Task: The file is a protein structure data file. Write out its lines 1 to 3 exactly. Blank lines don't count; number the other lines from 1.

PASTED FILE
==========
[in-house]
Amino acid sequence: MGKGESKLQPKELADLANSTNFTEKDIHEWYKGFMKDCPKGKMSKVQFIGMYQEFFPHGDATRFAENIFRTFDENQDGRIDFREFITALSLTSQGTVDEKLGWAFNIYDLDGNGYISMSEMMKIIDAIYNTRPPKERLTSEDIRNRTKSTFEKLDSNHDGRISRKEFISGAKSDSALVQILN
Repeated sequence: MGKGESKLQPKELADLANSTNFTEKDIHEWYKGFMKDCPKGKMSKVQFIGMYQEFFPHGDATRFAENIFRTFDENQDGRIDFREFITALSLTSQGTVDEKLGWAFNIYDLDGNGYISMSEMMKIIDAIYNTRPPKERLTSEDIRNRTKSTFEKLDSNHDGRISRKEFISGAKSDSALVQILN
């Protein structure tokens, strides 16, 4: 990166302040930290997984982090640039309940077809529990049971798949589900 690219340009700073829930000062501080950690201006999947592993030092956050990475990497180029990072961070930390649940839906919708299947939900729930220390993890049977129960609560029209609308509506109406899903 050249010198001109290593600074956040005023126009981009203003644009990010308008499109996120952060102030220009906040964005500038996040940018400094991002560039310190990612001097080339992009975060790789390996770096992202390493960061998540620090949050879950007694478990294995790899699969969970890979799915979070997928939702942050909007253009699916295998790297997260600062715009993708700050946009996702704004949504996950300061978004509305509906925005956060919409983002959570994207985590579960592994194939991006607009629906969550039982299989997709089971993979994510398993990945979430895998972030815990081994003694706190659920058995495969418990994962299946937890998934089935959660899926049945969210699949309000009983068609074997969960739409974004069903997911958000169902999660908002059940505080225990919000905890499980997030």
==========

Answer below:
[in-house]
Amino acid sequence: MGKGESKLQPKELADLANSTNFTEKDIHEWYKGFMKDCPKGKMSKVQFIGMYQEFFPHGDATRFAENIFRTFDENQDGRIDFREFITALSLTSQGTVDEKLGWAFNIYDLDGNGYISMSEMMKIIDAIYNTRPPKERLTSEDIRNRTKSTFEKLDSNHDGRISRKEFISGAKSDSALVQILN
Repeated sequence: MGKGESKLQPKELADLANSTNFTEKDIHEWYKGFMKDCPKGKMSKVQFIGMYQEFFPHGDATRFAENIFRTFDENQDGRIDFREFITALSLTSQGTVDEKLGWAFNIYDLDGNGYISMSEMMKIIDAIYNTRPPKERLTSEDIRNRTKSTFEKLDSNHDGRISRKEFISGAKSDSALVQILN